Oregon Tiny House Laws To Know Before You Buy Or Build

Tiny House Laws in Oregon are a must to know if you have plans about buying or building a Tiny Home in this amazing state.

Oregon is situated in the Pacific Northwest region of the Western United States. The state has been home to several indigenous nations for thousands of years. It is also a tiny house-friendly state. It is the ninth largest and 27th most populous state in the United States. Oregon is blessed with lots of natural resources. Its different landscapes provide ideal environments for many types of farming and livestock activities.

Tourism is a strong industry in Oregon. This state has several natural resources like mountains, rivers, forests, waterfalls, beaches, and lakes. It also houses the Oregon Caves, the Painted Hills, Crater Lake National Park, Multnomah Falls, the Deschutes River, Mount Bachelor, and Mount Hood. These tourist centers attract visitors yearly.

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Counties In Oregon That Allow Tiny Houses

Tiny houses are becoming popular in Oregon but the rules and regulations that apply to owning or building tiny houses vary in each county.

Some popular counties that adopt tiny home-friendly communities include:

  • Monroe
  • Portland
  • Eugene
  • Lakeview

To know if your county allows tiny homes, ensure you look at the zoning map for your property. Check if your property is categorized and if having an accessory dwelling unit is lawful. Most tiny houses fall under this category, as long as they adhere to the building requirements.

Oregon does not permit individuals to live in tiny homes on wheels. They are one of the few states to give a statement on this. However, the Recreational Vehicle Association has no way of doing inspections and regulating codes yet.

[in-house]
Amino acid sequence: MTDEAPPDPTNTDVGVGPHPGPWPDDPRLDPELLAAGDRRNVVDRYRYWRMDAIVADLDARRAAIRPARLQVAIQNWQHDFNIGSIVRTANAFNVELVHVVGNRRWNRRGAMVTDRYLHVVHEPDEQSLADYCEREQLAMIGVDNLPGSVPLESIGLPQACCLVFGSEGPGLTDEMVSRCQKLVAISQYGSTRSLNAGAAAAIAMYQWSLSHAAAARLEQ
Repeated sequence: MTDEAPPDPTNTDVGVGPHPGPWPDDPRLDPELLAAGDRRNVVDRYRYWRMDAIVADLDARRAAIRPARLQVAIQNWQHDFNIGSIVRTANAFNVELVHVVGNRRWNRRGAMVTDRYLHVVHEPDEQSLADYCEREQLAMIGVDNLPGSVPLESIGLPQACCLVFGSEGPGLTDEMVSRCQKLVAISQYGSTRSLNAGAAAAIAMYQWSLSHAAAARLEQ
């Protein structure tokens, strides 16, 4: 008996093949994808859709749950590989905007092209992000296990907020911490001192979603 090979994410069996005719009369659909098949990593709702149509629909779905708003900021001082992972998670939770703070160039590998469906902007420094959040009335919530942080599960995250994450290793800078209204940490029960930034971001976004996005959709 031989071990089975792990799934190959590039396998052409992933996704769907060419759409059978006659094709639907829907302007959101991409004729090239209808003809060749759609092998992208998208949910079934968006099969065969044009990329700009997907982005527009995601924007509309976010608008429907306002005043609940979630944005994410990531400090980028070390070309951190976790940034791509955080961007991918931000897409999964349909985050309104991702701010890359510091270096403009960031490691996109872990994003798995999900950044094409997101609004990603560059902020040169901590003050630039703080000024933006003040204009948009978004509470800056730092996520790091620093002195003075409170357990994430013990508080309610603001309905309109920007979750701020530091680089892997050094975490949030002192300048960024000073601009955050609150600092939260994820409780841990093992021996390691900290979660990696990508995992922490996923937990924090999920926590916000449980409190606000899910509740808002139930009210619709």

What’s the Minimum Size for Tiny Houses in Oregon?

Still on Oregon Tiny House laws, there is no minimum size for a tiny house, but the state has a maximum size.

According to the International Residential Code and the State Building Codes Division (BCD), a tiny house is considered to have 400 square feet or less, it doesn’t include any loft areas where you may sleep.

Also, the Oregon Small Home Specialty Code (OSHSC) specifies that a small house is a single-family residence that is not more than 400 square feet in size. There is no minimum size specified by the applicable regulations. This is the state-recognized construction standard for tiny houses. Any tiny house in Oregon that is more than 400 square feet will not be regarded as a tiny house.

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Where Can You Place Your Tiny House in Oregon?

This is one of the major things to consider when thinking about building or buying a tiny house. You have to know where you want to place your tiny house. It is advised that you research about the place you want to stay as well as if it allows permanent or temporary tiny houses.

You will need to go through the zoning map of the particular you want to reside in or visit the zoning department. Zoning laws vary in different counties and cities.

Apart from the zoning laws, you will also have to comply with the building codes. You may want to look at some residential areas where their zoning laws allow accessory dwelling units, meaning you can place your tiny house in the backyard of another building but it must comply with the building codes for a permanent tiny house in the area.